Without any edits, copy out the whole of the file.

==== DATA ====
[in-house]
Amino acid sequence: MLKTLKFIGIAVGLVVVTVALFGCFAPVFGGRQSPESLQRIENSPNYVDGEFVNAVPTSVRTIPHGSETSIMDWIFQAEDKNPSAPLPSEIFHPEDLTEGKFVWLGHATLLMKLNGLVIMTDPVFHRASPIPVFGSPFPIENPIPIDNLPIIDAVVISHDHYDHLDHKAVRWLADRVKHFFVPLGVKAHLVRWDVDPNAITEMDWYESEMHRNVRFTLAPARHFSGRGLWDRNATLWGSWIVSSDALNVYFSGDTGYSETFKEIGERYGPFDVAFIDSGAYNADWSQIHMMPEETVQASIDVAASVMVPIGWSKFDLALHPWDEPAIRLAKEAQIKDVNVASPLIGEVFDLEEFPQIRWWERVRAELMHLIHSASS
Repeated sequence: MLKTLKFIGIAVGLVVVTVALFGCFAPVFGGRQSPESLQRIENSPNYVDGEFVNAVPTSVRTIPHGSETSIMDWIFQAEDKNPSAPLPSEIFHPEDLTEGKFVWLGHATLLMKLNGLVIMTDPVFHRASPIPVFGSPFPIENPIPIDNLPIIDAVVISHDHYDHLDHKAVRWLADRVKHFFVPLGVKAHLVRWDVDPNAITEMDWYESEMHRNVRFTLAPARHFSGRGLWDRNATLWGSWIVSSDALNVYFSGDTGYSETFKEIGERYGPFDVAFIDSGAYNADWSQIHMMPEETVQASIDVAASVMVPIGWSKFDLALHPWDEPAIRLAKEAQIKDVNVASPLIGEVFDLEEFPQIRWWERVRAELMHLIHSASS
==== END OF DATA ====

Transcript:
[in-house]
Amino acid sequence: MLKTLKFIGIAVGLVVVTVALFGCFAPVFGGRQSPESLQRIENSPNYVDGEFVNAVPTSVRTIPHGSETSIMDWIFQAEDKNPSAPLPSEIFHPEDLTEGKFVWLGHATLLMKLNGLVIMTDPVFHRASPIPVFGSPFPIENPIPIDNLPIIDAVVISHDHYDHLDHKAVRWLADRVKHFFVPLGVKAHLVRWDVDPNAITEMDWYESEMHRNVRFTLAPARHFSGRGLWDRNATLWGSWIVSSDALNVYFSGDTGYSETFKEIGERYGPFDVAFIDSGAYNADWSQIHMMPEETVQASIDVAASVMVPIGWSKFDLALHPWDEPAIRLAKEAQIKDVNVASPLIGEVFDLEEFPQIRWWERVRAELMHLIHSASS
Repeated sequence: MLKTLKFIGIAVGLVVVTVALFGCFAPVFGGRQSPESLQRIENSPNYVDGEFVNAVPTSVRTIPHGSETSIMDWIFQAEDKNPSAPLPSEIFHPEDLTEGKFVWLGHATLLMKLNGLVIMTDPVFHRASPIPVFGSPFPIENPIPIDNLPIIDAVVISHDHYDHLDHKAVRWLADRVKHFFVPLGVKAHLVRWDVDPNAITEMDWYESEMHRNVRFTLAPARHFSGRGLWDRNATLWGSWIVSSDALNVYFSGDTGYSETFKEIGERYGPFDVAFIDSGAYNADWSQIHMMPEETVQASIDVAASVMVPIGWSKFDLALHPWDEPAIRLAKEAQIKDVNVASPLIGEVFDLEEFPQIRWWERVRAELMHLIHSASS